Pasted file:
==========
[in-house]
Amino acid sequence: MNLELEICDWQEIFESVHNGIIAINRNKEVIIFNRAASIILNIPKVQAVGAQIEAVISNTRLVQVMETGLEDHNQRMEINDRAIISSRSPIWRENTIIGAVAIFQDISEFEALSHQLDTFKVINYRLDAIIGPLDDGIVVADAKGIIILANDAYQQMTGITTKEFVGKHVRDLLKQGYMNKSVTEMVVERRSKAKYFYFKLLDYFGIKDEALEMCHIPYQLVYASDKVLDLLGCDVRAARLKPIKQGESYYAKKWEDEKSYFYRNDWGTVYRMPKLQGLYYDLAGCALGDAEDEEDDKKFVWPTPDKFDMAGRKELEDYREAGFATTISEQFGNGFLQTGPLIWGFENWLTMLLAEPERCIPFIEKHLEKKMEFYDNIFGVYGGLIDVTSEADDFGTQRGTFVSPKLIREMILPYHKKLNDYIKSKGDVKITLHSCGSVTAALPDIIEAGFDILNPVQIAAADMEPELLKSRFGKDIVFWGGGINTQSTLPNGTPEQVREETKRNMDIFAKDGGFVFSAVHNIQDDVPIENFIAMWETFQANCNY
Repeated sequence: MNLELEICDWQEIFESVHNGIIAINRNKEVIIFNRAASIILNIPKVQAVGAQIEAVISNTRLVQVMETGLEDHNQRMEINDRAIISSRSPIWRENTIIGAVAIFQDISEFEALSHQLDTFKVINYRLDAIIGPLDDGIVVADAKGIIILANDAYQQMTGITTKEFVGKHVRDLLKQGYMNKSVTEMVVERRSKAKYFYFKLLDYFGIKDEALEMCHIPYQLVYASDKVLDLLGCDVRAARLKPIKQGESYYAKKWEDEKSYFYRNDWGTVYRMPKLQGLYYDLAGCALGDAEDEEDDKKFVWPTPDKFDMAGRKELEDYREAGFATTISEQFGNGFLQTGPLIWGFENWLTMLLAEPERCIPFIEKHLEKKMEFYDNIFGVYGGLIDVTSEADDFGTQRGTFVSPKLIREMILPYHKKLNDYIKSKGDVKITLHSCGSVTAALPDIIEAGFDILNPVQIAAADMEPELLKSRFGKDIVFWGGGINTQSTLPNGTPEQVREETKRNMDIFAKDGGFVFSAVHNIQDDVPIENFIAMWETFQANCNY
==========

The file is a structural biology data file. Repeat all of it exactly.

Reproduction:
[in-house]
Amino acid sequence: MNLELEICDWQEIFESVHNGIIAINRNKEVIIFNRAASIILNIPKVQAVGAQIEAVISNTRLVQVMETGLEDHNQRMEINDRAIISSRSPIWRENTIIGAVAIFQDISEFEALSHQLDTFKVINYRLDAIIGPLDDGIVVADAKGIIILANDAYQQMTGITTKEFVGKHVRDLLKQGYMNKSVTEMVVERRSKAKYFYFKLLDYFGIKDEALEMCHIPYQLVYASDKVLDLLGCDVRAARLKPIKQGESYYAKKWEDEKSYFYRNDWGTVYRMPKLQGLYYDLAGCALGDAEDEEDDKKFVWPTPDKFDMAGRKELEDYREAGFATTISEQFGNGFLQTGPLIWGFENWLTMLLAEPERCIPFIEKHLEKKMEFYDNIFGVYGGLIDVTSEADDFGTQRGTFVSPKLIREMILPYHKKLNDYIKSKGDVKITLHSCGSVTAALPDIIEAGFDILNPVQIAAADMEPELLKSRFGKDIVFWGGGINTQSTLPNGTPEQVREETKRNMDIFAKDGGFVFSAVHNIQDDVPIENFIAMWETFQANCNY
Repeated sequence: MNLELEICDWQEIFESVHNGIIAINRNKEVIIFNRAASIILNIPKVQAVGAQIEAVISNTRLVQVMETGLEDHNQRMEINDRAIISSRSPIWRENTIIGAVAIFQDISEFEALSHQLDTFKVINYRLDAIIGPLDDGIVVADAKGIIILANDAYQQMTGITTKEFVGKHVRDLLKQGYMNKSVTEMVVERRSKAKYFYFKLLDYFGIKDEALEMCHIPYQLVYASDKVLDLLGCDVRAARLKPIKQGESYYAKKWEDEKSYFYRNDWGTVYRMPKLQGLYYDLAGCALGDAEDEEDDKKFVWPTPDKFDMAGRKELEDYREAGFATTISEQFGNGFLQTGPLIWGFENWLTMLLAEPERCIPFIEKHLEKKMEFYDNIFGVYGGLIDVTSEADDFGTQRGTFVSPKLIREMILPYHKKLNDYIKSKGDVKITLHSCGSVTAALPDIIEAGFDILNPVQIAAADMEPELLKSRFGKDIVFWGGGINTQSTLPNGTPEQVREETKRNMDIFAKDGGFVFSAVHNIQDDVPIENFIAMWETFQANCNY